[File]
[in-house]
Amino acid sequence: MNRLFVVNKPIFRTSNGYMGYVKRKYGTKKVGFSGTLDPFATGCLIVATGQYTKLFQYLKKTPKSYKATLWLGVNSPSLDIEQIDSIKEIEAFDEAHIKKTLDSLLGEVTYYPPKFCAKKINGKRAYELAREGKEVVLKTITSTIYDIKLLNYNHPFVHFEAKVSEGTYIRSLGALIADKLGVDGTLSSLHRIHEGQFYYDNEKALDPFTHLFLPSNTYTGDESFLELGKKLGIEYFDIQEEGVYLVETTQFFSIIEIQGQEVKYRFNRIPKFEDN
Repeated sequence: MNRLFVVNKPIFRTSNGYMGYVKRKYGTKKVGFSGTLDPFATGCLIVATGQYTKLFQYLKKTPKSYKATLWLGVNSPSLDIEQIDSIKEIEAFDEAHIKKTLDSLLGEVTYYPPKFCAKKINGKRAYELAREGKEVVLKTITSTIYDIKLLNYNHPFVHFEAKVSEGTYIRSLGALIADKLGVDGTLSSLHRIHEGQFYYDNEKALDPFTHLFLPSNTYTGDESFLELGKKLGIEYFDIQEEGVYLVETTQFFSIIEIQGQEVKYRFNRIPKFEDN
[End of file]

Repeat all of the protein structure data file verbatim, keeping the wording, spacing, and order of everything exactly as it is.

[in-house]
Amino acid sequence: MNRLFVVNKPIFRTSNGYMGYVKRKYGTKKVGFSGTLDPFATGCLIVATGQYTKLFQYLKKTPKSYKATLWLGVNSPSLDIEQIDSIKEIEAFDEAHIKKTLDSLLGEVTYYPPKFCAKKINGKRAYELAREGKEVVLKTITSTIYDIKLLNYNHPFVHFEAKVSEGTYIRSLGALIADKLGVDGTLSSLHRIHEGQFYYDNEKALDPFTHLFLPSNTYTGDESFLELGKKLGIEYFDIQEEGVYLVETTQFFSIIEIQGQEVKYRFNRIPKFEDN
Repeated sequence: MNRLFVVNKPIFRTSNGYMGYVKRKYGTKKVGFSGTLDPFATGCLIVATGQYTKLFQYLKKTPKSYKATLWLGVNSPSLDIEQIDSIKEIEAFDEAHIKKTLDSLLGEVTYYPPKFCAKKINGKRAYELAREGKEVVLKTITSTIYDIKLLNYNHPFVHFEAKVSEGTYIRSLGALIADKLGVDGTLSSLHRIHEGQFYYDNEKALDPFTHLFLPSNTYTGDESFLELGKKLGIEYFDIQEEGVYLVETTQFFSIIEIQGQEVKYRFNRIPKFEDN